Since World War II, says the author, industrialized nations have come to depend so heavily on expert knowledge, scientific discovery, and highly trained personnel that universities have become "the central institution in postindustrial society."
"If universities are so important to society and if ours are so superior, one might have thought that America would be flourishing in comparison to other industrialized countries of the world. Yet this is plainly not the case. . . . Our economic position in the world has deteriorated [and] we have climbed to the top, or near the top, of all advanced countries in the percentage of population who live in poverty, commit crimes, become addicted to drugs, have illegitimate children, or are classified as functionally illiterate." In light of these results, "it is fair to ask whether our universities are doing all they can and should to help America surmount the obstacles that sap our economic strength and blight the lives of millions of our people."
Having posed this question, Derek Bok reviews what science can do to bring about greater productivity, what professional schools can do to improve the effectiveness of corporations, government, and public education, and what all parts of the university are doing to help students acquire higher levels of ethical and social responsibility. He concludes that Universities are contributing much less than the should to help the nation address its most urgent social problems. "A century after the death of Cardinal Newman, many university officials and faculty members continue to feel ambivalent about deliberate efforts to address practical problems of society. And though competition drives university leaders and their faculties to unremitting effort, what competition rewards is chiefly success in fields that command academic prestige rather than success in responding to important social needs."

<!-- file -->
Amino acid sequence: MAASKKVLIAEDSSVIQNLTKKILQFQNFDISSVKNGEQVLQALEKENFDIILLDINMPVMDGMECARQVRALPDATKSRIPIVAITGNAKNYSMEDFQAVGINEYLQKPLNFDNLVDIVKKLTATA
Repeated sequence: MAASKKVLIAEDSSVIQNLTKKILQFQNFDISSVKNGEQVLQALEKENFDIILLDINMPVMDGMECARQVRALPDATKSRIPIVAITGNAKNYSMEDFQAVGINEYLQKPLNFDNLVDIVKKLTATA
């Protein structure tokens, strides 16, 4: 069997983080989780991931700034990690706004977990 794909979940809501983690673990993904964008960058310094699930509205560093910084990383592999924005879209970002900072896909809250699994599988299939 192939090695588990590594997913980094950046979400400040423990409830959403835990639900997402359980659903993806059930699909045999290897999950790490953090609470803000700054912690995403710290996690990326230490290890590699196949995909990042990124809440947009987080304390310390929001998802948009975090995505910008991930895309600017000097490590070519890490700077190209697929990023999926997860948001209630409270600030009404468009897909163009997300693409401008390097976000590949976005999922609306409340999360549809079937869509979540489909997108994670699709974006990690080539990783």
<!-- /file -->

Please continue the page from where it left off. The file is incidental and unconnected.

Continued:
Bok urges academic leaders, trustees, foundations, and government agencies to work together to help universities realign their priorities "so that they will be ready to make their full contribution when the nation turns its attention again to the broad agenda of reform. . . . Observing our difficulties competing abroad, our millions of people in poverty, our drug-ridden communities, our disintegrating families, our ineffective schools, those who help to shape our universities have reason to ask whether they too have any time to lose."